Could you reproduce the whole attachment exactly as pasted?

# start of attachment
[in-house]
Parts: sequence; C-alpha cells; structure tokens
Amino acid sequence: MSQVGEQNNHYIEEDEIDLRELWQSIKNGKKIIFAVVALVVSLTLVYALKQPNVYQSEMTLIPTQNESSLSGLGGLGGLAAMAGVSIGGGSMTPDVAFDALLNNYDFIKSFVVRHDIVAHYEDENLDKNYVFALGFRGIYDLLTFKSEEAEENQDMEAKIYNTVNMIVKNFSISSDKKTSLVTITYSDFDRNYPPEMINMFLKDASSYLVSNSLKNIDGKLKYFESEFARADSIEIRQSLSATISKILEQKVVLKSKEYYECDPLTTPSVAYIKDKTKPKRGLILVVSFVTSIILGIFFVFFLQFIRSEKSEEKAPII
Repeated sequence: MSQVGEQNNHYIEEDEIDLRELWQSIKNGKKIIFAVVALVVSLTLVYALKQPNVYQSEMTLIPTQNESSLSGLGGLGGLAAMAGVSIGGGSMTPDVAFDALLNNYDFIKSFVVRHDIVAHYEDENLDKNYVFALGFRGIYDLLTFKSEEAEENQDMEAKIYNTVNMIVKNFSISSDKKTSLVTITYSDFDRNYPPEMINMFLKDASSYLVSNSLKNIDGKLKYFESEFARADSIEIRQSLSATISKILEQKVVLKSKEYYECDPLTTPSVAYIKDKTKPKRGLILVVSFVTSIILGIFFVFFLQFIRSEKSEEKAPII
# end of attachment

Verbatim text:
[in-house]
Parts: sequence; C-alpha cells; structure tokens
Amino acid sequence: MSQVGEQNNHYIEEDEIDLRELWQSIKNGKKIIFAVVALVVSLTLVYALKQPNVYQSEMTLIPTQNESSLSGLGGLGGLAAMAGVSIGGGSMTPDVAFDALLNNYDFIKSFVVRHDIVAHYEDENLDKNYVFALGFRGIYDLLTFKSEEAEENQDMEAKIYNTVNMIVKNFSISSDKKTSLVTITYSDFDRNYPPEMINMFLKDASSYLVSNSLKNIDGKLKYFESEFARADSIEIRQSLSATISKILEQKVVLKSKEYYECDPLTTPSVAYIKDKTKPKRGLILVVSFVTSIILGIFFVFFLQFIRSEKSEEKAPII
Repeated sequence: MSQVGEQNNHYIEEDEIDLRELWQSIKNGKKIIFAVVALVVSLTLVYALKQPNVYQSEMTLIPTQNESSLSGLGGLGGLAAMAGVSIGGGSMTPDVAFDALLNNYDFIKSFVVRHDIVAHYEDENLDKNYVFALGFRGIYDLLTFKSEEAEENQDMEAKIYNTVNMIVKNFSISSDKKTSLVTITYSDFDRNYPPEMINMFLKDASSYLVSNSLKNIDGKLKYFESEFARADSIEIRQSLSATISKILEQKVVLKSKEYYECDPLTTPSVAYIKDKTKPKRGLILVVSFVTSIILGIFFVFFLQFIRSEKSEEKAPII